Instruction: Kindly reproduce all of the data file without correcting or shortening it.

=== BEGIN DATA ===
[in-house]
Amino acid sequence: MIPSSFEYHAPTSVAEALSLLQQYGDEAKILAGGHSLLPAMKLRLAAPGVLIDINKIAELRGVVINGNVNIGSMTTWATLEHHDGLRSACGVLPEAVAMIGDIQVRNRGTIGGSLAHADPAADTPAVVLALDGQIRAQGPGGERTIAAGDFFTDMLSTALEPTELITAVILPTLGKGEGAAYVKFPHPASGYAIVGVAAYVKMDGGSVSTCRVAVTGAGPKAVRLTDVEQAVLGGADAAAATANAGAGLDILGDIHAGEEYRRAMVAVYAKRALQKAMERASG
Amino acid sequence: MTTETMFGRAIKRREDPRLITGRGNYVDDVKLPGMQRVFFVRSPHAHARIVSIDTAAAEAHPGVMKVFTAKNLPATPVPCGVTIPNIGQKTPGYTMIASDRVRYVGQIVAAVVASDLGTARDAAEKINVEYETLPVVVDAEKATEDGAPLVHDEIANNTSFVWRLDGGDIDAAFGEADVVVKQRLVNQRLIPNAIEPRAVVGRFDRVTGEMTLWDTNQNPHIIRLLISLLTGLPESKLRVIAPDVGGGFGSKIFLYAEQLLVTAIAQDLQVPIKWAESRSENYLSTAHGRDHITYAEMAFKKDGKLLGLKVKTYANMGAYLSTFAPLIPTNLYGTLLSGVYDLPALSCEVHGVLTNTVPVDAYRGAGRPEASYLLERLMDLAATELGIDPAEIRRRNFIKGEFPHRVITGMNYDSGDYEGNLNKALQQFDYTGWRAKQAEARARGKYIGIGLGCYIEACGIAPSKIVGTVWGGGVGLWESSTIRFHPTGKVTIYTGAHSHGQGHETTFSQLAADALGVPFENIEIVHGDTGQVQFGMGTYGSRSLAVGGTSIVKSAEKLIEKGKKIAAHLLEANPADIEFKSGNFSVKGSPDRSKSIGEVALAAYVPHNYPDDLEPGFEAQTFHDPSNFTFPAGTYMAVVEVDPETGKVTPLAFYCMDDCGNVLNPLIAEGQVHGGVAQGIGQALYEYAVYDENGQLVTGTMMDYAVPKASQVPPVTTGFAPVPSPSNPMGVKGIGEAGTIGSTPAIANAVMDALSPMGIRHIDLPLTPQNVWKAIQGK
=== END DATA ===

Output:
[in-house]
Amino acid sequence: MIPSSFEYHAPTSVAEALSLLQQYGDEAKILAGGHSLLPAMKLRLAAPGVLIDINKIAELRGVVINGNVNIGSMTTWATLEHHDGLRSACGVLPEAVAMIGDIQVRNRGTIGGSLAHADPAADTPAVVLALDGQIRAQGPGGERTIAAGDFFTDMLSTALEPTELITAVILPTLGKGEGAAYVKFPHPASGYAIVGVAAYVKMDGGSVSTCRVAVTGAGPKAVRLTDVEQAVLGGADAAAATANAGAGLDILGDIHAGEEYRRAMVAVYAKRALQKAMERASG
Amino acid sequence: MTTETMFGRAIKRREDPRLITGRGNYVDDVKLPGMQRVFFVRSPHAHARIVSIDTAAAEAHPGVMKVFTAKNLPATPVPCGVTIPNIGQKTPGYTMIASDRVRYVGQIVAAVVASDLGTARDAAEKINVEYETLPVVVDAEKATEDGAPLVHDEIANNTSFVWRLDGGDIDAAFGEADVVVKQRLVNQRLIPNAIEPRAVVGRFDRVTGEMTLWDTNQNPHIIRLLISLLTGLPESKLRVIAPDVGGGFGSKIFLYAEQLLVTAIAQDLQVPIKWAESRSENYLSTAHGRDHITYAEMAFKKDGKLLGLKVKTYANMGAYLSTFAPLIPTNLYGTLLSGVYDLPALSCEVHGVLTNTVPVDAYRGAGRPEASYLLERLMDLAATELGIDPAEIRRRNFIKGEFPHRVITGMNYDSGDYEGNLNKALQQFDYTGWRAKQAEARARGKYIGIGLGCYIEACGIAPSKIVGTVWGGGVGLWESSTIRFHPTGKVTIYTGAHSHGQGHETTFSQLAADALGVPFENIEIVHGDTGQVQFGMGTYGSRSLAVGGTSIVKSAEKLIEKGKKIAAHLLEANPADIEFKSGNFSVKGSPDRSKSIGEVALAAYVPHNYPDDLEPGFEAQTFHDPSNFTFPAGTYMAVVEVDPETGKVTPLAFYCMDDCGNVLNPLIAEGQVHGGVAQGIGQALYEYAVYDENGQLVTGTMMDYAVPKASQVPPVTTGFAPVPSPSNPMGVKGIGEAGTIGSTPAIANAVMDALSPMGIRHIDLPLTPQNVWKAIQGK